Citizens, as part of the “week of garlic”, today I give you one of Sichuan’s most popular dishes: a braised eggplant dish cooked with pork whose name literally translates as ‘fish-fragrant eggplant’.
Traditionally, there is no fish used in this recipe at all! So, why the name?
Yuxiang (simplified Chinese: 鱼香; traditional Chinese: 魚香; pinyin: yú xiāng; literally: “fish fragrance”) is a seasoning mixture in Chinese cuisine, and also refers to the resulting sauce in which meat or vegetables are cooked.
It is said to have originated in Sichuan cuisine, but has since spread to other regional Chinese cuisines. Despite the term literally meaning “fish-fragrance” in Chinese, yuxiang contains no seafood, as previously noted. It is typically not used with seafood, but rather for dishes containing beef, pork, or chicken, as well as vegetarian recipes.
In fact, the late Chinese scholar and chef Barbara Tropp suggested in her fantastic cookbook “The Modern Art of Chinese Cooking” that the Chinese characters became confused over time and should actually be interpreted as meaning “Sichuan-Hunan” flavor, which TFD heartily agrees with from both Chinese etymological and flavor perspectives.
On top of the basic mixture, cooking yuxiang almost always includes the use of sugar, salt, doubanjiang, soy sauce, and chili peppers.
Citizens, this dish is both easy and delicious – worthy of your time and minimal effort to prepare and serve!
Why does TFD suggest lard or poultry fat to fry vegetables in, you may aski? Easy – classical Chinese gastronomy states vegetables should always be fried in animal fat for flavor and health. I agree.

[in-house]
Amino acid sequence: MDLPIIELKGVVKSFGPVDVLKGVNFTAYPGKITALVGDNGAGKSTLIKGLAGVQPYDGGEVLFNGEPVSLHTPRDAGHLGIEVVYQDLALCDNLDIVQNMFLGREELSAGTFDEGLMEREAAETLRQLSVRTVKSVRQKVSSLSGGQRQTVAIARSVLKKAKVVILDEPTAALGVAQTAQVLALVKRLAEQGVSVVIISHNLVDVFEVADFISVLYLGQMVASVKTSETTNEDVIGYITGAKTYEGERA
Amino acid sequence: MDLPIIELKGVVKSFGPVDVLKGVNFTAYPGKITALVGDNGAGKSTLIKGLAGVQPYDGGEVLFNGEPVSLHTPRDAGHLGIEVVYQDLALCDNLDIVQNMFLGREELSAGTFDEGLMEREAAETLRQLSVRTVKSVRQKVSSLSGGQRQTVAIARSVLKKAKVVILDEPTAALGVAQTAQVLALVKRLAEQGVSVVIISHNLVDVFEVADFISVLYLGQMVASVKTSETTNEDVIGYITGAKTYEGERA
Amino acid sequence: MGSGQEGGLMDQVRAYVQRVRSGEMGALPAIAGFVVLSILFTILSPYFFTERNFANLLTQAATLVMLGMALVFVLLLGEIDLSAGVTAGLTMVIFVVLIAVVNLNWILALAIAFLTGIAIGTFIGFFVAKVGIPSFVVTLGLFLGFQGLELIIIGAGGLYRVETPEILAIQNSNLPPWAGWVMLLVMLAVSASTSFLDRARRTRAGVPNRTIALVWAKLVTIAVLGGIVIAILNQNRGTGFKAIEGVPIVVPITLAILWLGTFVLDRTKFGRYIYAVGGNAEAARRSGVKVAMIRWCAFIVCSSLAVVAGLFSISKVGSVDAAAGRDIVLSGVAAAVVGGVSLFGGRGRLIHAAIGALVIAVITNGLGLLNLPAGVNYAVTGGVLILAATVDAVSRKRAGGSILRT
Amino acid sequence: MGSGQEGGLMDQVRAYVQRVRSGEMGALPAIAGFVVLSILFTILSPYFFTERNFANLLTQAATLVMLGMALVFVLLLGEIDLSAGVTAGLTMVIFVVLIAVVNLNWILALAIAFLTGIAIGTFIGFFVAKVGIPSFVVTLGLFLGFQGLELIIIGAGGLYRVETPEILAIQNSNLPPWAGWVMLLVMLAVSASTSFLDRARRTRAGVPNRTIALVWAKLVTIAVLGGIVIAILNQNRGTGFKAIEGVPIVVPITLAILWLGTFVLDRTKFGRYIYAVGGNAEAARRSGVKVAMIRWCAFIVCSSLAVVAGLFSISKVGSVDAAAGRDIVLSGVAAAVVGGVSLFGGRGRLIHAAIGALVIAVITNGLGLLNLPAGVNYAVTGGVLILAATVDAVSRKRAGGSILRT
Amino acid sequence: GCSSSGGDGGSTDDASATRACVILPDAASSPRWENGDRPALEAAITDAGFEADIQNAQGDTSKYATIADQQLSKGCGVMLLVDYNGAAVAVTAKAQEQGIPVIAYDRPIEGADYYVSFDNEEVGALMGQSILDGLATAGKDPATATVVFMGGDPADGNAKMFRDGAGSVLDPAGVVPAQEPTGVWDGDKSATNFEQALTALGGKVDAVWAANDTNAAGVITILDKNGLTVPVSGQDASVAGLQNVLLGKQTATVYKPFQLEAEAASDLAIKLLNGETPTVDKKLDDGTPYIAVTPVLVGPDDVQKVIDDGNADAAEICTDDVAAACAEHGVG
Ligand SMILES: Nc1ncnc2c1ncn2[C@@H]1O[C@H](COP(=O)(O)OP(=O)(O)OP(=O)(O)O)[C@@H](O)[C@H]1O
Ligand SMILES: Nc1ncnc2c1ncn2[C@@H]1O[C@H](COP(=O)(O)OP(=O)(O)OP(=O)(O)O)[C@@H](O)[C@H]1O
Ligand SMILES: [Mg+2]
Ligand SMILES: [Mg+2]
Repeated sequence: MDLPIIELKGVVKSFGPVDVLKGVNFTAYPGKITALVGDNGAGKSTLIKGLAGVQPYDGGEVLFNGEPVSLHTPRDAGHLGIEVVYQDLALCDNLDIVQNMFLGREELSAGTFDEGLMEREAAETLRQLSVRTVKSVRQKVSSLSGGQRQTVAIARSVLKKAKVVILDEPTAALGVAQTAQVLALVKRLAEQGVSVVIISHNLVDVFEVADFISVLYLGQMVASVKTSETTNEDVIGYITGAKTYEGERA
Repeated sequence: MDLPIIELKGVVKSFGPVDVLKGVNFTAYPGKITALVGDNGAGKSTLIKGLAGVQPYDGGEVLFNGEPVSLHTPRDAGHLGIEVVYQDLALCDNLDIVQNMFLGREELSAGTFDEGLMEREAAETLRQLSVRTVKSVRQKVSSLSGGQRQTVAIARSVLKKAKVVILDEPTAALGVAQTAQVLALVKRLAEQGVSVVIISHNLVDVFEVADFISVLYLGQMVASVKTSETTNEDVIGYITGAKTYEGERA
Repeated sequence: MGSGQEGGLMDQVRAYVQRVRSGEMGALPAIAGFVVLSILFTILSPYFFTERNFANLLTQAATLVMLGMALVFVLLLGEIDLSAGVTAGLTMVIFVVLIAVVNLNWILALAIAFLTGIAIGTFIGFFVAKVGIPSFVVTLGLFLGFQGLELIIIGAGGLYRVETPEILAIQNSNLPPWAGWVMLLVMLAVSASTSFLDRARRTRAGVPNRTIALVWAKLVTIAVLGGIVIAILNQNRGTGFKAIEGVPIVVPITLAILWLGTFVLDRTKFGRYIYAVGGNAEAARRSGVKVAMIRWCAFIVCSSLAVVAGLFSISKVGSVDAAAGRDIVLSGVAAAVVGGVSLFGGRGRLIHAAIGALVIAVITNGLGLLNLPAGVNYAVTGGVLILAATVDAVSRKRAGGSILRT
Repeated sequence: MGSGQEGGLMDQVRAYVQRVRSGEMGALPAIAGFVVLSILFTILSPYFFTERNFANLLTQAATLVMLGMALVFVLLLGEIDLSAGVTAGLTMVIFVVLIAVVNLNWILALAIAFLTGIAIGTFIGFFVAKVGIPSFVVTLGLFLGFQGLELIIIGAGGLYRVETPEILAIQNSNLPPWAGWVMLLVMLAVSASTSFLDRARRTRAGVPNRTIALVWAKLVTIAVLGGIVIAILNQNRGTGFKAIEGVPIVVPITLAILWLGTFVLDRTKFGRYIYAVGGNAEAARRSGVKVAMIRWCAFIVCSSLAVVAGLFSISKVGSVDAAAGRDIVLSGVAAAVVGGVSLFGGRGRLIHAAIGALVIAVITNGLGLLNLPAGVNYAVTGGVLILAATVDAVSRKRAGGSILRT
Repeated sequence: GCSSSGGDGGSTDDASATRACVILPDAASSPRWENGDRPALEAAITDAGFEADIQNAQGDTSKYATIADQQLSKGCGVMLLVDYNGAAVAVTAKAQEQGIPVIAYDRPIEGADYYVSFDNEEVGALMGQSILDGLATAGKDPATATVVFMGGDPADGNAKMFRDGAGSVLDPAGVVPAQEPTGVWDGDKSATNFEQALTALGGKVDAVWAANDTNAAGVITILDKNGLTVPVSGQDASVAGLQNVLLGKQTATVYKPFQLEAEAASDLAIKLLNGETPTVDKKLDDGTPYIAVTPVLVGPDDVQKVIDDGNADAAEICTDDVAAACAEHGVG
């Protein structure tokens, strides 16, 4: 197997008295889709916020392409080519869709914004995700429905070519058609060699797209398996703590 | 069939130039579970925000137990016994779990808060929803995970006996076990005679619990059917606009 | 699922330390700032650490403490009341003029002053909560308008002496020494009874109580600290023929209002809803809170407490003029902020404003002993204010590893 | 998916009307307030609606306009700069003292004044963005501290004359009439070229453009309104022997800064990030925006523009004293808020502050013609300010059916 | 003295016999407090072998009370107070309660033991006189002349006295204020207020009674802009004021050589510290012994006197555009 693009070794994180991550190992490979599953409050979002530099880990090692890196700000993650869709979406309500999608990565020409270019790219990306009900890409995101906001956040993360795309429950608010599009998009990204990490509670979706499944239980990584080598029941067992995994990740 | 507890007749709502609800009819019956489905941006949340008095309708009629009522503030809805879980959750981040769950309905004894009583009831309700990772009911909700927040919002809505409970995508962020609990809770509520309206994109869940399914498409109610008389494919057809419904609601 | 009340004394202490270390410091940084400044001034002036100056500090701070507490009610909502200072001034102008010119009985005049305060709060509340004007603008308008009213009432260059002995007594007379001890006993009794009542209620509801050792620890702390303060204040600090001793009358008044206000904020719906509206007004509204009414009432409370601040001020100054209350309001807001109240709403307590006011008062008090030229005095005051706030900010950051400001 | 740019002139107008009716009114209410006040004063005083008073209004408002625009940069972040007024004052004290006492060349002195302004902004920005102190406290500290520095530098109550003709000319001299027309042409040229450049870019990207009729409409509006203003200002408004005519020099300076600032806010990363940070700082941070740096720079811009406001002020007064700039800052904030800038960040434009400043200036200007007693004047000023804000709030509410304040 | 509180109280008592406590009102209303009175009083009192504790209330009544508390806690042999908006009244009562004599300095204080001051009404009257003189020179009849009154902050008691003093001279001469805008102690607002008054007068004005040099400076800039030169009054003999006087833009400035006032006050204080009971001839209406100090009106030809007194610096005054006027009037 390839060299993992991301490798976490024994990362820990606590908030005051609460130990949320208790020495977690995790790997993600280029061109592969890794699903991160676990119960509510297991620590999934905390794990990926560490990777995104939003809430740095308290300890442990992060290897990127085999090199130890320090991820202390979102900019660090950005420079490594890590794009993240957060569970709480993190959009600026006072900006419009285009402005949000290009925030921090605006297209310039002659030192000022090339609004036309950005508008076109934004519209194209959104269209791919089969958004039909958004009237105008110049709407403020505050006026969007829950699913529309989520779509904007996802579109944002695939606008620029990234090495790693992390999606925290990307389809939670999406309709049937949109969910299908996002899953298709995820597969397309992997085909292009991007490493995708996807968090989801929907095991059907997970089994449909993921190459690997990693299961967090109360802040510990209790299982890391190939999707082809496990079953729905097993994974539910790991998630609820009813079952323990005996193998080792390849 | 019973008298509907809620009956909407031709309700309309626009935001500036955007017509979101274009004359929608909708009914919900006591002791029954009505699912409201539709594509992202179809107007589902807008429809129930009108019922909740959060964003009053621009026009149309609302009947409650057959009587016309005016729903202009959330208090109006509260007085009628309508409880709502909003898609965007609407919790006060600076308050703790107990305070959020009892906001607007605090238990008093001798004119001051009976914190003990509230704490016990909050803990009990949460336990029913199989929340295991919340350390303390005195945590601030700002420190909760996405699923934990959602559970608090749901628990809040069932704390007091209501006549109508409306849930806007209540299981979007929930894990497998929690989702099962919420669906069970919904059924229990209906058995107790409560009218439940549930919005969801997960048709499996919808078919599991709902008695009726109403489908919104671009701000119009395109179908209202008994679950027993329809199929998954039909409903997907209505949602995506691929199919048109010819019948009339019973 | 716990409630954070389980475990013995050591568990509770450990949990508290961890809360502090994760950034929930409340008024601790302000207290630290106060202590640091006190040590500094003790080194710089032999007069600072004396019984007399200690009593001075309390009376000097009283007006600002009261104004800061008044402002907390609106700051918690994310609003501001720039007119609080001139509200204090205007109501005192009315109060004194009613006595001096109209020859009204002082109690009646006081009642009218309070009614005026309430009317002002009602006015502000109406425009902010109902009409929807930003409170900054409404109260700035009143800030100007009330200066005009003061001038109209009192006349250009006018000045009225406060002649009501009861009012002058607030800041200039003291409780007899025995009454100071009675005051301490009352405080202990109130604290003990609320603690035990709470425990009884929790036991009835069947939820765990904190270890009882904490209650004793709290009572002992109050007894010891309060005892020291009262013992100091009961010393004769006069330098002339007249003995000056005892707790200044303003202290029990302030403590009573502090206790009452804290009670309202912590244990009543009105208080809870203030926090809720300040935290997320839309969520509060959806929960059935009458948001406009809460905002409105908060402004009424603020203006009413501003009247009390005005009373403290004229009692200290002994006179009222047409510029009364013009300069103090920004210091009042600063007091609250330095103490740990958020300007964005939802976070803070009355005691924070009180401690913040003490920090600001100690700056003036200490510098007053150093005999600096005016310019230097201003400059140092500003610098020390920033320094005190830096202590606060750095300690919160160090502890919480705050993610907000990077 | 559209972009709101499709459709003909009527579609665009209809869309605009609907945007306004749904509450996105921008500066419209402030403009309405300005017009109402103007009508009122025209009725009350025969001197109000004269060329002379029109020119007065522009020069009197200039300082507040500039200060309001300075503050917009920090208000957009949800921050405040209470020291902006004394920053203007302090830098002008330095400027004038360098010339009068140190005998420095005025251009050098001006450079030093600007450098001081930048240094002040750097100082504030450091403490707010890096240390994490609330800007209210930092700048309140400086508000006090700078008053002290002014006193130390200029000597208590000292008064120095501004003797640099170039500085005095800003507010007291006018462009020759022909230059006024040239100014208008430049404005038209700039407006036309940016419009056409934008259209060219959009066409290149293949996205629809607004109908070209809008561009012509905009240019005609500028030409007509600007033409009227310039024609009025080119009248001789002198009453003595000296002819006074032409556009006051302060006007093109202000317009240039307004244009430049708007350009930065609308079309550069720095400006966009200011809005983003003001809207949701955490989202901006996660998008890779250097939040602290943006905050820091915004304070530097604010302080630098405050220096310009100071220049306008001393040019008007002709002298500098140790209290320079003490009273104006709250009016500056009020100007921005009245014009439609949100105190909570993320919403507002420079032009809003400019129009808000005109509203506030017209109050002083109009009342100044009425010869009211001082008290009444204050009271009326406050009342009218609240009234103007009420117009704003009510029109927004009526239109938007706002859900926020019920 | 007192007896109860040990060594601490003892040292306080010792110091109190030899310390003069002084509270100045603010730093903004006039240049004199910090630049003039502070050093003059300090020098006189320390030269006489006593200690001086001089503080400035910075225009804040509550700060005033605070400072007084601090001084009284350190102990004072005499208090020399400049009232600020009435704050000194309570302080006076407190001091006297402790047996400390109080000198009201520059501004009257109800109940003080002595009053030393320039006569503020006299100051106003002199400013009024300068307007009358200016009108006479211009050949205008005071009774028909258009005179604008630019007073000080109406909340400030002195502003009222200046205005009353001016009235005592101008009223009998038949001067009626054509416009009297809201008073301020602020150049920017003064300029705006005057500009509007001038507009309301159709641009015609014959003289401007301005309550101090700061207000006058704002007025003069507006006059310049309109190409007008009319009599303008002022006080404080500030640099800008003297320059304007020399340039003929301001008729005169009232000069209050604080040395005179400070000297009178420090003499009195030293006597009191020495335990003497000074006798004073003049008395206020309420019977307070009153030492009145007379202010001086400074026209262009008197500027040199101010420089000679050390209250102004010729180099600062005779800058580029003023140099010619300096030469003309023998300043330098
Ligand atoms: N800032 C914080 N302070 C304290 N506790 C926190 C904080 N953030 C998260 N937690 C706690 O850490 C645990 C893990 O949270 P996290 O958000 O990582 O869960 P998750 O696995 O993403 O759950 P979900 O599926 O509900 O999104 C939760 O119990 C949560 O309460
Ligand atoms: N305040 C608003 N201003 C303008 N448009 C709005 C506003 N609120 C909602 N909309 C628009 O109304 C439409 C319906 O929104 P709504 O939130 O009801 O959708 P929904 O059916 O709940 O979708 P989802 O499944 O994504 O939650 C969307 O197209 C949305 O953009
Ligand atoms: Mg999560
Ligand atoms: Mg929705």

Battle on – The Generalissimo
1 large long Asian eggplant (300 grams / 10 ounces), cut into strips
1 ¼ teaspoon salt
3 teaspoons cornstarch
2 teaspoons soy sauce
1 tablespoon Chinkiang or Baoning (preferred) black rice vinegar
1 ½ teaspoons Shaoxing rice wine
2 teaspoons sugar
¼ cup, 2 tablespoons and 1 teaspoon lard, chicken fat or duck fat (highly preferred) or peanut oil
3 tablespoons garlic paste
2 tablespoons ginger paste
2 tablespoons minced scallion
100 grams (3.5 ounces) ground fatty pork (optional)
1 teaspoon Doubanjiang (chili bean paste) – 辣豆瓣酱
1-2 fresh Thai chili peppers, minced (or 1 pepper for less spicy dish)
⅛ cup chicken stock
Only if needed: 1 teaspoon cornstarch mixed with 1 tablespoon chicken stock
Shallow-fry the eggplant strips in ¼ cup hot fat or oil in a month-stick frying pan for about 2-3 minutes. This step is to ensure the eggplants don’t turn into mush and also to preserve their vibrant purple color. Remove from wok and drain on a plate.
When cool, sprinkle 2 teaspoons cornstarch over the eggplant, 1 teaspoon at a time, and rub it by hand to coat all eggplant strips well.
Combine soy sauce, vinegar, Shaoxing wine, ¼ teaspoon salt, sugar and 1 teaspoon cornstarch in a small bowl, mix well, and set aside.
Heat 2 tablespoons of fat or oil in a big nonstick skillet or preferably a wok over medium-high heat. When oil is hot, after about 2 minutes, carefully add eggplant and stir fry until the eggplant turns soft and golden-brown on the outside. Transfer eggplant to a plate and set aside.
In the same skillet, add 1 teaspoon fat or oil, scallion, garlic and ginger, and stir. Add ground pork (if using) and stir fry until surface of pork turns white, about 1 minute.
Add Doubanjiang and continue stirring constantly until pork mixes with the paste and turns dark red, about 1 minute.
Add all remaining ingredients, except cornstarch mixture and sauté until cooked/heated through and thickened.
If the sauce hasn’t thickened to your satisfaction, stir cornstarch mixture, turn heat down to lowest setting and add a small amount of the mixture. Stir, and add if needed add more to achieve your desired thickness. Not TOO much, you don’t want a gummy sauce!
Remove and serve immediately over steamed white rice.